Social Pillar implementation: the EU must have adequate minimum incomes

The Commission has presented a recommendation on adequate minimum incomes today. Against a terrible perspective of more than 90 million people in Europe at risk of poverty or social exclusion, with widening gaps in coverage of social protection systems highlighted by the pandemic, and now with a massive inflation crisis growing, it is more necessary than ever.

Turning the European Pillar of Social Rights into a reality for working people is a fundamental priority, and making sure support arrives where and when is needed is key. The goal of poverty eradication needs a comprehensive income support set of schemes.

'Ministers must agree on a clear roadmap and concrete measures to ensure adequate coverage and levels of protection' said Oliver Röpke, EESC Workers' Group President, 'and within this, they must also consider the importance of setting minimum common standards for unemployment schemes, given their predominant role as transfers in the EU, as well as the full implementation of the decent minimum wages directive'.

The European Economic and Social Committee adopted in 2019 an opinion supporting the introduction of a decent minimum income guaranteed at EU level based on Article 153(1)(c), based on past exercises by the EESC on minimum income and poverty indicators and a comprehensive study commissioned by the Workers' Group on minimum income schemes.

The role of unemployment insurance schemes must also not be overlooked, and setting common standards at EU level would offer significant macroeconomic effects in terms of crisis alleviation, growth, and fight against poverty, as seen in the study commissioned by the Workers' Group.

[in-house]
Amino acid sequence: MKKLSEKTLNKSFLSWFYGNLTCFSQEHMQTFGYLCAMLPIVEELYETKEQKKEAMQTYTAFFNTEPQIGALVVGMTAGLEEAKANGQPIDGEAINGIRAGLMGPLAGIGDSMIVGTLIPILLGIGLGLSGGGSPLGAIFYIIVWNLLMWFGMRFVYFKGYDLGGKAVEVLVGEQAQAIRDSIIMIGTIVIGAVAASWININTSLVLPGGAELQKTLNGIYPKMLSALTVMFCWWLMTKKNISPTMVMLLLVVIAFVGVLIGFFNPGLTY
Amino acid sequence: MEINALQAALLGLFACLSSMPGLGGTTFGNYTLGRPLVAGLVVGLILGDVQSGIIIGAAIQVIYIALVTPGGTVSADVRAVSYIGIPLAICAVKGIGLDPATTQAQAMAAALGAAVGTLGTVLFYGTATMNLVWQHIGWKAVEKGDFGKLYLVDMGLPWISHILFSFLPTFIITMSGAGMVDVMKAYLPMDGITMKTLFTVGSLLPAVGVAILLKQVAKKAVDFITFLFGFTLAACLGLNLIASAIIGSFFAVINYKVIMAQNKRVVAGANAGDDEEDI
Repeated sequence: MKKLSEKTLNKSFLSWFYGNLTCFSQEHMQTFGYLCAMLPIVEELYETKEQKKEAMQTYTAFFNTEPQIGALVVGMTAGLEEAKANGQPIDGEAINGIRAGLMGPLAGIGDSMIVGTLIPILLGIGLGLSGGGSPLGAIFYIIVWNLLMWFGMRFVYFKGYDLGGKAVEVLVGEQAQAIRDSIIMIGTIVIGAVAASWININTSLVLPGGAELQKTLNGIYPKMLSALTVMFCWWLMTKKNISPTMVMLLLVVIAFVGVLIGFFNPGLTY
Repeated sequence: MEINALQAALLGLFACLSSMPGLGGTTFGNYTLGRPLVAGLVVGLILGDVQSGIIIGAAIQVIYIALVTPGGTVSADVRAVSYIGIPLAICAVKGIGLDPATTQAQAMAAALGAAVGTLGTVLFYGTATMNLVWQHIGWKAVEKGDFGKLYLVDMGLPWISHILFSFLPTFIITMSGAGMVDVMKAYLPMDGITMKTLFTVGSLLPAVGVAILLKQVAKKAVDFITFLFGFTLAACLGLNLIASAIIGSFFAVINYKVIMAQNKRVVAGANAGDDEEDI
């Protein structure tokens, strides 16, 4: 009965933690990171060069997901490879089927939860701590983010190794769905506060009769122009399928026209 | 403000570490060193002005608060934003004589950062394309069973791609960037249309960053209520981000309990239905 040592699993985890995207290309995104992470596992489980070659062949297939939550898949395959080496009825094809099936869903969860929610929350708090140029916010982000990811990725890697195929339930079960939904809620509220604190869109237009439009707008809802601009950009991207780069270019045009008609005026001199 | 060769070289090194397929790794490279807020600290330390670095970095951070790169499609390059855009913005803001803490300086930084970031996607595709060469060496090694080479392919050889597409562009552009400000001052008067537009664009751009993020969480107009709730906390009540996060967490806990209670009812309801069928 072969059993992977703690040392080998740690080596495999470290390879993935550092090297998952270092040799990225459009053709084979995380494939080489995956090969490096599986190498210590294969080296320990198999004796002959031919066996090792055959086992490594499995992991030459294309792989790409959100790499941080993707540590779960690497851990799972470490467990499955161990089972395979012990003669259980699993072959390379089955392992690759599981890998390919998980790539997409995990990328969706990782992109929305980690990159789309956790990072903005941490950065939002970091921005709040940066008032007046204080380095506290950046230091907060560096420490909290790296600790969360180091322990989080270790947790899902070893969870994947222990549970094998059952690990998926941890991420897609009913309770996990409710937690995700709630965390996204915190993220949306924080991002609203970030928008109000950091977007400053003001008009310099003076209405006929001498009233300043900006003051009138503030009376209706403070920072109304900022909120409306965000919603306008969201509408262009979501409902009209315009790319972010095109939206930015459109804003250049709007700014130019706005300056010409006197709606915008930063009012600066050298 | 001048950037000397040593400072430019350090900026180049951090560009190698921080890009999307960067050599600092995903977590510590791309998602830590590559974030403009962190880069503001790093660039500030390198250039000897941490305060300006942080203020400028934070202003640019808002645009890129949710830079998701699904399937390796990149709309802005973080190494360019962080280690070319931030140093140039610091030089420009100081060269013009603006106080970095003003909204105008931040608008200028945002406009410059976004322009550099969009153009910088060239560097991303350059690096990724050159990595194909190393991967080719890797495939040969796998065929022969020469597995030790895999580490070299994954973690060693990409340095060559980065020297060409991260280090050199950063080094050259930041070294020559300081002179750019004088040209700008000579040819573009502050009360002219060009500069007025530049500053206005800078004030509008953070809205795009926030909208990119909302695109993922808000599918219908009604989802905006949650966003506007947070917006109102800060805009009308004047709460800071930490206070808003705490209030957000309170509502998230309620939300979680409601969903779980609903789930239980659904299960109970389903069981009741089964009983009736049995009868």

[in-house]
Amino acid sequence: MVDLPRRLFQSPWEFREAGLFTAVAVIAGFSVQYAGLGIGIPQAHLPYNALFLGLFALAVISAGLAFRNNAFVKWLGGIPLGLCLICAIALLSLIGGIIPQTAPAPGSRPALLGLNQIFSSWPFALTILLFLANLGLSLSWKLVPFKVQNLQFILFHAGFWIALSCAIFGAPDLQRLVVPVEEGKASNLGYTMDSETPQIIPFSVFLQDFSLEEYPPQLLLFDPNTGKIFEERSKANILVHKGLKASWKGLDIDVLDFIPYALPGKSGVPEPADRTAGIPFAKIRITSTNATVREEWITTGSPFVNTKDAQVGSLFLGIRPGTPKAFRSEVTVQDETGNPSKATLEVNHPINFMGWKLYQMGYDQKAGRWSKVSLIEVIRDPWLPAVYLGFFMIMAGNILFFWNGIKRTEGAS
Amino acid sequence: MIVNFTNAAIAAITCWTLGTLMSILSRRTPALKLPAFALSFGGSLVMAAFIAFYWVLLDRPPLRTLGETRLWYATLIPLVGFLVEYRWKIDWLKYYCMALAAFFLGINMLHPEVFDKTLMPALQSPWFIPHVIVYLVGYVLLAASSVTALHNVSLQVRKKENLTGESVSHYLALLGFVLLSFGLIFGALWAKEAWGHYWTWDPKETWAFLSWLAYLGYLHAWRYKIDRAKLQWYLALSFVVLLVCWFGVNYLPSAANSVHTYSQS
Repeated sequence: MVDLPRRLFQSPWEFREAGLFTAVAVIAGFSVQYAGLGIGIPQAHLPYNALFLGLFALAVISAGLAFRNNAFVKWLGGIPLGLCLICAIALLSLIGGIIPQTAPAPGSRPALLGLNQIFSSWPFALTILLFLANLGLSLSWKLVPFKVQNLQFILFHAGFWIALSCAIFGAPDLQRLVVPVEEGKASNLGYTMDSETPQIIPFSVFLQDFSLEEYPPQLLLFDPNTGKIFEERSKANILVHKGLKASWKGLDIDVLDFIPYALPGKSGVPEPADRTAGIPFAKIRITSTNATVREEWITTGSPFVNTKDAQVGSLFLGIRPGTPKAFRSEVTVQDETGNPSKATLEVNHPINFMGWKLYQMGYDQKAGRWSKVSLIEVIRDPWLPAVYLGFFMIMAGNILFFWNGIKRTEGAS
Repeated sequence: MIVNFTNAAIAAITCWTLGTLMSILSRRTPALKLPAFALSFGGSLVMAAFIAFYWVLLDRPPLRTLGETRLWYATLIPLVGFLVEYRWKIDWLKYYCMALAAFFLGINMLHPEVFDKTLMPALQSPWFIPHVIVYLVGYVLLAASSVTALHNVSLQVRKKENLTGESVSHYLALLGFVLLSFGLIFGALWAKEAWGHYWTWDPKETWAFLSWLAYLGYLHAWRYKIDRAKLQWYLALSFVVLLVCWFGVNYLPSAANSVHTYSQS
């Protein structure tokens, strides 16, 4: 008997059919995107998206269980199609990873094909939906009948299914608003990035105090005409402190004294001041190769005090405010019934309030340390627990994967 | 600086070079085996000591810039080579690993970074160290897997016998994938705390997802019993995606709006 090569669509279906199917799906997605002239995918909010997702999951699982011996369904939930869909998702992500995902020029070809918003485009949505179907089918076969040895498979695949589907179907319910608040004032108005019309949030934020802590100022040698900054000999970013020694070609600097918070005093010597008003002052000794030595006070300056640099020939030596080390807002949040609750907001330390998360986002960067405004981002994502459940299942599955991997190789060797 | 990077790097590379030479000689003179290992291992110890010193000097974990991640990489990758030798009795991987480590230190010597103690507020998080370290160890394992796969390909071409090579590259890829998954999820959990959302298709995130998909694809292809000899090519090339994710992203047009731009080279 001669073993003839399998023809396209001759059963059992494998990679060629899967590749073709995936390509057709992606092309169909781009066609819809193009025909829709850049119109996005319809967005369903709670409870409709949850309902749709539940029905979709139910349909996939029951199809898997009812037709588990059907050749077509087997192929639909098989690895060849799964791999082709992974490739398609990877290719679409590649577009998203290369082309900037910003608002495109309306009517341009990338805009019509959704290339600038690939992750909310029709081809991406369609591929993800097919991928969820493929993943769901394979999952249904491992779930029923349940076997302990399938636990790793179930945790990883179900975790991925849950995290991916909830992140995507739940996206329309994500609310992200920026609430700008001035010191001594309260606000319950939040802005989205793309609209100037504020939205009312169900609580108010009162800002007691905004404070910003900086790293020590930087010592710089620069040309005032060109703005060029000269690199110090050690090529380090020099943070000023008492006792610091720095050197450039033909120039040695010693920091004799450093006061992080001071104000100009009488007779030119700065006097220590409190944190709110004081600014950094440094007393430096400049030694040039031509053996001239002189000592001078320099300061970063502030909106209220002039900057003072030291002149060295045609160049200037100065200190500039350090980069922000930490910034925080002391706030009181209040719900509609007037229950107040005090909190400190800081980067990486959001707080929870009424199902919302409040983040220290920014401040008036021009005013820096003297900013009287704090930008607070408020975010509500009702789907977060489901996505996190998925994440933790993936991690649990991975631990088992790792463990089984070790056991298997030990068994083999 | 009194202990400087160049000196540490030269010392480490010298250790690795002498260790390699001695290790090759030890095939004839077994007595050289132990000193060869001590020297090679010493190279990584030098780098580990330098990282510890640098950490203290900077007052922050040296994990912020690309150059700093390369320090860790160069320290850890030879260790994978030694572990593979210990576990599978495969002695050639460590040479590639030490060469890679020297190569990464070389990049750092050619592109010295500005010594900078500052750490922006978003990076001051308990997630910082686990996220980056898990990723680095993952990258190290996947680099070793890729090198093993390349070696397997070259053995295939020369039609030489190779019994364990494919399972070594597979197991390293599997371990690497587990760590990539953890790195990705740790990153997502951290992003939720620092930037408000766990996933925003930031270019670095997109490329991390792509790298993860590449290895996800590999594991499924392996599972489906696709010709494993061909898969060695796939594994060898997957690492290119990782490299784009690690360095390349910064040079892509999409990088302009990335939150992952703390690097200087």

The EESC adopted in 2018 an opinion already exploring the use of common standards for unemployment within the framework of the Social Pillar.

In this own-initiative opinion the EESC emphasized that setting EU-wide targets for unemployment benefits would improve the functioning of the single market and labour markets in general, as well as playing an important role as automatic stabilisers.

'It is unacceptable that in some countries workers receive only three months of unemployment compensation, even after decades of contributing to the system' said Oliver Röpke, rapporteur for this opinion.

Such an EU scheme should be part of the new initiative of the Commission. It would complement national efforts, respecting national competences. As an integral part of the European Pillar of Social Rights (EPSR), these minimum standards should be integrated into the European semester. If the benchmarking process does not yield sufficient progress, we will need binding measures, such as an EU directive.

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